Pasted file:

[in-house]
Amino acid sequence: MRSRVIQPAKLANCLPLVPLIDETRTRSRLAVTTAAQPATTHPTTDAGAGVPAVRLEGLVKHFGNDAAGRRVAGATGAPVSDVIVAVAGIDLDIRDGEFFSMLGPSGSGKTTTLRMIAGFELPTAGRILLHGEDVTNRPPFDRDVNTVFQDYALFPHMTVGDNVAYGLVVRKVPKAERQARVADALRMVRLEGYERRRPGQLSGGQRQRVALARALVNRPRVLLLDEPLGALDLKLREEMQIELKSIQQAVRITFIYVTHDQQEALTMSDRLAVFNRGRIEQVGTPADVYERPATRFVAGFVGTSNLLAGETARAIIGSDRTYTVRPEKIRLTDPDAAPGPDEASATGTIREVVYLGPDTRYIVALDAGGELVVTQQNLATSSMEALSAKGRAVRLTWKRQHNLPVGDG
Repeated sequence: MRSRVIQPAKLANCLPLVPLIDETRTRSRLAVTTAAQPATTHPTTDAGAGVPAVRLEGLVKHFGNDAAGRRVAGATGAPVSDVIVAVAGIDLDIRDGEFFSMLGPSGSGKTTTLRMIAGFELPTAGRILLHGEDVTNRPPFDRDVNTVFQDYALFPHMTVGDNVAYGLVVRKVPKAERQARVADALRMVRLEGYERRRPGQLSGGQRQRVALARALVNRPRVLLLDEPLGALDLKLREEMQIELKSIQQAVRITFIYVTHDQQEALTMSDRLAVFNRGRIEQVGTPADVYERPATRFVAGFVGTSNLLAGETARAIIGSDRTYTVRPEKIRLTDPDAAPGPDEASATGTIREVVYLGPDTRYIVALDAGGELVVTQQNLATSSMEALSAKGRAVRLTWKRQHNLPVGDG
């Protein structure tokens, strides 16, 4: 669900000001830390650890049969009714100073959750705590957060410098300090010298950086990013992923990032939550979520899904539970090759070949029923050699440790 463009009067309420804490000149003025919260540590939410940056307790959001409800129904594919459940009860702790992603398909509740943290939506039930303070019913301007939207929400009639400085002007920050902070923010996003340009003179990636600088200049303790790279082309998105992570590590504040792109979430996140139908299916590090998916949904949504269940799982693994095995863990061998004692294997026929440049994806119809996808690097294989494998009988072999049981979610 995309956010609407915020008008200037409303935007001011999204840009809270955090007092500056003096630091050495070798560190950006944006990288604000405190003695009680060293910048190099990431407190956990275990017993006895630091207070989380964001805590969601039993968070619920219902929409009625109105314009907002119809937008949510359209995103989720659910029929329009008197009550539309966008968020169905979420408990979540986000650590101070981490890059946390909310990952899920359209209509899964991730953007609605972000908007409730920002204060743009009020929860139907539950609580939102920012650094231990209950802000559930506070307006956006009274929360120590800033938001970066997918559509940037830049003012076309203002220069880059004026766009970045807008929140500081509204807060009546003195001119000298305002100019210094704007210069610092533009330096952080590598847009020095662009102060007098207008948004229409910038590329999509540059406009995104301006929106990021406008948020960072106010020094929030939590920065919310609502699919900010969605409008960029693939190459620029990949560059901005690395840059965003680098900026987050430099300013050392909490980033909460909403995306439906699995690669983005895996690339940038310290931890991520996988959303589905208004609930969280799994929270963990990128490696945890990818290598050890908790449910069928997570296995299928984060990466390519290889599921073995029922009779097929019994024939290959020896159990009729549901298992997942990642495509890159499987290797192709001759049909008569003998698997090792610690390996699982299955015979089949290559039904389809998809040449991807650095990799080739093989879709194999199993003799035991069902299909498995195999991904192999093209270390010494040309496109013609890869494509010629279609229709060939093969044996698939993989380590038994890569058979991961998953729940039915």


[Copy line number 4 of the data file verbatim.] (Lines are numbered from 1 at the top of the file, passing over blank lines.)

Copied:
């Protein structure tokens, strides 16, 4: 669900000001830390650890049969009714100073959750705590957060410098300090010298950086990013992923990032939550979520899904539970090759070949029923050699440790 463009009067309420804490000149003025919260540590939410940056307790959001409800129904594919459940009860702790992603398909509740943290939506039930303070019913301007939207929400009639400085002007920050902070923010996003340009003179990636600088200049303790790279082309998105992570590590504040792109979430996140139908299916590090998916949904949504269940799982693994095995863990061998004692294997026929440049994806119809996808690097294989494998009988072999049981979610 995309956010609407915020008008200037409303935007001011999204840009809270955090007092500056003096630091050495070798560190950006944006990288604000405190003695009680060293910048190099990431407190956990275990017993006895630091207070989380964001805590969601039993968070619920219902929409009625109105314009907002119809937008949510359209995103989720659910029929329009008197009550539309966008968020169905979420408990979540986000650590101070981490890059946390909310990952899920359209209509899964991730953007609605972000908007409730920002204060743009009020929860139907539950609580939102920012650094231990209950802000559930506070307006956006009274929360120590800033938001970066997918559509940037830049003012076309203002220069880059004026766009970045807008929140500081509204807060009546003195001119000298305002100019210094704007210069610092533009330096952080590598847009020095662009102060007098207008948004229409910038590329999509540059406009995104301006929106990021406008948020960072106010020094929030939590920065919310609502699919900010969605409008960029693939190459620029990949560059901005690395840059965003680098900026987050430099300013050392909490980033909460909403995306439906699995690669983005895996690339940038310290931890991520996988959303589905208004609930969280799994929270963990990128490696945890990818290598050890908790449910069928997570296995299928984060990466390519290889599921073995029922009779097929019994024939290959020896159990009729549901298992997942990642495509890159499987290797192709001759049909008569003998698997090792610690390996699982299955015979089949290559039904389809998809040449991807650095990799080739093989879709194999199993003799035991069902299909498995195999991904192999093209270390010494040309496109013609890869494509010629279609229709060939093969044996698939993989380590038994890569058979991961998953729940039915």